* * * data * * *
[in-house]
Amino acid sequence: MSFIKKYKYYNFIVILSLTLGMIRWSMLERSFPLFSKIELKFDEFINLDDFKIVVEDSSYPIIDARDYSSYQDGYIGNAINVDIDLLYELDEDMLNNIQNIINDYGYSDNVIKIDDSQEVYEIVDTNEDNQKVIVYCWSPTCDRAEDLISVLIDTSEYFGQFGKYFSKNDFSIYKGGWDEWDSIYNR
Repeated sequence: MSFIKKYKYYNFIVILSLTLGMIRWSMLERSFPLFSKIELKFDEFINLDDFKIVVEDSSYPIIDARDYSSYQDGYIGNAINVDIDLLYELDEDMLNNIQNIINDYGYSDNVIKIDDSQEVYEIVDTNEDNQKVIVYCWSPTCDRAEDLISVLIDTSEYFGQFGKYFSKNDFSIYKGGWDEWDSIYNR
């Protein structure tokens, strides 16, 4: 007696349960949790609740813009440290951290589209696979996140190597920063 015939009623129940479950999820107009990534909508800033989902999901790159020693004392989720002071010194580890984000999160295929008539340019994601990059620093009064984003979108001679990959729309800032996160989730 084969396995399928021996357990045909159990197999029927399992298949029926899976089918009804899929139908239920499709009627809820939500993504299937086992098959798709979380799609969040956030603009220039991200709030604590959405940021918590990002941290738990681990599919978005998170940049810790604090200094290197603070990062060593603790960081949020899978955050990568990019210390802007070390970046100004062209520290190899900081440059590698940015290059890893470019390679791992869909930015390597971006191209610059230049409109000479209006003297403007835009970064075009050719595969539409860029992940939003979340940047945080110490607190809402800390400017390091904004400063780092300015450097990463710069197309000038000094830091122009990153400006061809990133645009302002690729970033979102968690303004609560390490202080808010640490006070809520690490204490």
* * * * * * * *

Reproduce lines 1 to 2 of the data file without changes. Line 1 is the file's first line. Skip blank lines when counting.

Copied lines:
[in-house]
Amino acid sequence: MSFIKKYKYYNFIVILSLTLGMIRWSMLERSFPLFSKIELKFDEFINLDDFKIVVEDSSYPIIDARDYSSYQDGYIGNAINVDIDLLYELDEDMLNNIQNIINDYGYSDNVIKIDDSQEVYEIVDTNEDNQKVIVYCWSPTCDRAEDLISVLIDTSEYFGQFGKYFSKNDFSIYKGGWDEWDSIYNR